OR WAIT 15 SECS
A $96.5 million settlement is the latest in a series of pricing and competition issues Mylan has faced in the past year.
Although Mylan recently launched a generic version of its epinephrine auto-injector, EpiPen, it continues to face criticism over the high cost of the product. Adding to its problems, Mylan Pharmaceuticals was recently forced to pay millions to settle an antitrust lawsuit over one of its generic drugs and then $465 million to settle a government lawsuit over EpiPen.
Mylan said it would pay $96.5 million to settle claims that the company conspired to delay a generic version of modafinil (Cephalon’s Provigil) in exchange for payment from Cephalon. The settlement was unveiled after a decade-long court case in U.S. District Court in Philadelphia, according to Bloomberg.
A group of buyers (which did not include national chains such as Walgreens and Rite Aid) sued Cephalon in 2006, alleging the company improperly delayed generic competition to the narcolepsy drug. (Teva Pharmaceutical acquired Cephalon in 2011.) Mylan will offer buyers their allocated share of the settlement fund, minus legal fees, according to the settlement.
The lawsuit is just the latest in a series of pricing and competition issues Mylan has faced in the past year.
Last summer, patients, legislators, and health groups became outraged after the price of EpiPen spiked to more $600 per two-pack in 2016. Mylan quickly announced a discount program for the EpiPen, but that action did not quiet critics.
Then, Mylan said it would begin marketing the first generic version of EpiPen for around $300 per 2-pack in late August, a discount of more than 50% off the product’s list price.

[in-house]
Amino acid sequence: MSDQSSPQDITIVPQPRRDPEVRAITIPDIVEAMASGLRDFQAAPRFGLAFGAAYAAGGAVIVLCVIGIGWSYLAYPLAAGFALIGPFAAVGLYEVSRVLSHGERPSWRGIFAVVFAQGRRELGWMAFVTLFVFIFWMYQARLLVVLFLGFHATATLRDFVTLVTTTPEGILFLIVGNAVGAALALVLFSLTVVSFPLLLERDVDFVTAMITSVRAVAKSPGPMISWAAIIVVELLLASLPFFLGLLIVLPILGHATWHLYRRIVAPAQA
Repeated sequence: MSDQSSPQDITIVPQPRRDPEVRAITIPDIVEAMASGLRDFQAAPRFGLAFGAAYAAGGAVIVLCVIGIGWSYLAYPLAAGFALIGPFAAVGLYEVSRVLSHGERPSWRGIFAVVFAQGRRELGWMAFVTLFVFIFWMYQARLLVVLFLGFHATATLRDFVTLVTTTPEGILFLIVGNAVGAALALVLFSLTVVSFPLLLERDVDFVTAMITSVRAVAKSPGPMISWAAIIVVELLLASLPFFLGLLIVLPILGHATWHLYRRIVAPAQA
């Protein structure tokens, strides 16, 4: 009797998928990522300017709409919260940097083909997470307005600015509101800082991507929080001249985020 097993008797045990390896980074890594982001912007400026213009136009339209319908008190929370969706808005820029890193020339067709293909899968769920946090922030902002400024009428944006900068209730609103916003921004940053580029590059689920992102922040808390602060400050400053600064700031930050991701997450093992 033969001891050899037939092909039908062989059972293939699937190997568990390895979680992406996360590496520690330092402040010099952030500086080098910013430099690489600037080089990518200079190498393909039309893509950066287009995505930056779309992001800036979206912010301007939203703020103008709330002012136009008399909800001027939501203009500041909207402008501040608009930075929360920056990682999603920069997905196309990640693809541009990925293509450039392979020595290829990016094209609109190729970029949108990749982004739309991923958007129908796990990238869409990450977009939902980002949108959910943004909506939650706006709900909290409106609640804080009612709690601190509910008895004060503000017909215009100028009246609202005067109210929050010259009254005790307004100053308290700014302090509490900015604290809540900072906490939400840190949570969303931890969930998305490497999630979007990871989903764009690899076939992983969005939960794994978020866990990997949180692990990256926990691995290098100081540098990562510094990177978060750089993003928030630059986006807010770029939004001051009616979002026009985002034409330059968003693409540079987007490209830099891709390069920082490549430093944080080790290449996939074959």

Last fall, Mylan agreed to a $465 million settlement with the U.S. Department of Justice and other agencies for overcharging on the EpiPen. Mylan said the agreement resolves questions about whether its EpiPen Auto-Injector was improperly classified as a generic drug with the Centers for Medicaid and Medicare Services (CMS), thereby causing the federal government to pay more for the drug than it should have. Officials said spending on the EpiPen totaled nearly $1.3 billion from 2011 to 2015, according to The New York Times.
However, EpiPen had been classified with CMS as a noninnovator drug before Mylan acquired the product in 2007, “based on longstanding written guidance from the federal government,” according to a company statement. “The terms of the settlement do not provide for any finding of wrongdoing on the part of Mylan Inc. or any of its affiliated entities or personnel,” Mylan said in the statement.
To top off Mylan’s problems, some major pharmacy chains are now stocking generic epinephrine auto-injectors from other manufacturers. For example, CVS Health said it will be selling the authorized generic for Adrenaclick, made by Lineage Therapeutics, a subsidiary of Impact Laboratories. The price for the product will be $109.99 per two-pack – the “lowest cash price in the market,” CVS Health said on its web site.
“We recognized the urgent need for a less-expensive epinephrine auto-injector, and are proud to offer a low-cost option at all CVS Pharmacy locations,” CVS Health said. The authorized generic is an FDA-approved device.